Monday, November 3, 2014

Classroom Methods

By Rory Gesch
Navasota ISD Superintendent

There have been many comments and questions thrown out under the umbrella of PBL, which is a generic term for project-based learning. It is important to define what PBL is and what PBL is not. First, PBL is an instructional method. It is not a curriculum. Curriculum is all about what we teach. Instructional methods are about how we teach. In Texas, the curriculum standards are called the Texas Essential Knowledge and Skills (TEKS). PBL is an instructional method for teaching curriculum standards.

Why use PBL as a method of instruction? The most important reason has to do with the curriculum standards and how the state of Texas assesses students. The state moved to a new accountability system with new assessments that are more about how a student applies what they know and have learned rather than just choosing the right answer.  The TEKS are now assessed at a greater depth and complexity, which means student learning, has to match that depth and complexity. The classical methods that we know, they are less effective at providing students opportunities to expand low-level learning or to use knowledge in productive ways to get to deeper levels of understanding. The PBL instructional method does not abandon traditional teaching methods; it expands on them. PBL incorporates more time-tested and researched-based strategies for helping students master curriculum standards at greater depths and complexity. The accumulated evidence reveals that the instructional strategies and procedures that make up standards-focused, project-based learning are effective in building deep content understanding, raising academic achievement, and encouraging student motivation to learn.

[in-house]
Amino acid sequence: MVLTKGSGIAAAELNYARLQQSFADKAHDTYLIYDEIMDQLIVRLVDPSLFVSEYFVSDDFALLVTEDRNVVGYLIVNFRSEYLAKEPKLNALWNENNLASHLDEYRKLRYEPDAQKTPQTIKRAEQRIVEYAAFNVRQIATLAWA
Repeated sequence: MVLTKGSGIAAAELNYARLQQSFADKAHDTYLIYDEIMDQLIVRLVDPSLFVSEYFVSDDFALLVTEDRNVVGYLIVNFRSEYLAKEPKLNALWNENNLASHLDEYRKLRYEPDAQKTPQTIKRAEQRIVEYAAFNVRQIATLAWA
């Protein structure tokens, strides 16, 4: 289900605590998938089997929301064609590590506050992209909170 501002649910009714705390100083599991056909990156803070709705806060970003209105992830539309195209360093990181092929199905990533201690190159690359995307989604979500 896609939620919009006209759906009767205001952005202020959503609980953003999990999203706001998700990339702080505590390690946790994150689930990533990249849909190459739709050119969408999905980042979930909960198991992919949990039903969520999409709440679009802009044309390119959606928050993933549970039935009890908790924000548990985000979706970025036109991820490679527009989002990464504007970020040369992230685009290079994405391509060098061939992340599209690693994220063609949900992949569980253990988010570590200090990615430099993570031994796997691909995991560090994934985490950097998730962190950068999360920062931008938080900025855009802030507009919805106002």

The path to using project-based instruction in our classrooms was not an overnight process. Project-based learning was brought into practice by a teacher at Navasota High School a few years back. There is a link to a video about this process on the NISD website. After the Dyer Mill fire, the NHS Statistics class used a service-learning, project-based approach to show students a real life application of the statistics they were learning in class. The project was presented to the Navasota City Council and NISD School Board.  From that point, other teachers from the secondary campuses began looking at this method. Over the next two years, teachers began to research the method on their own and introduced project-based lessons into their classrooms on their own. Most of these teachers were on the junior high campus. Both of the secondary campuses were struggling with how to reach our student base. Our student population is over 70 percent minority in this district, and almost 80 percent are economically disadvantaged.

Many decided that lessons and units based in real scenarios provide better ways to engage students in academic learning and communicate the curriculum to the students than using only a one-sided conversation. As teachers saw successes with students being more involved with their work through PBL-based techniques, the district began looking at a process to put a structure around the practice that would  create consistency for the students, focus on the curriculum standards, allow teachers to work in their classrooms to design what they wanted for their students, and give teachers the opportunity to work with students of multiple levels in the one-classroom setting of today's all-inclusive public education model.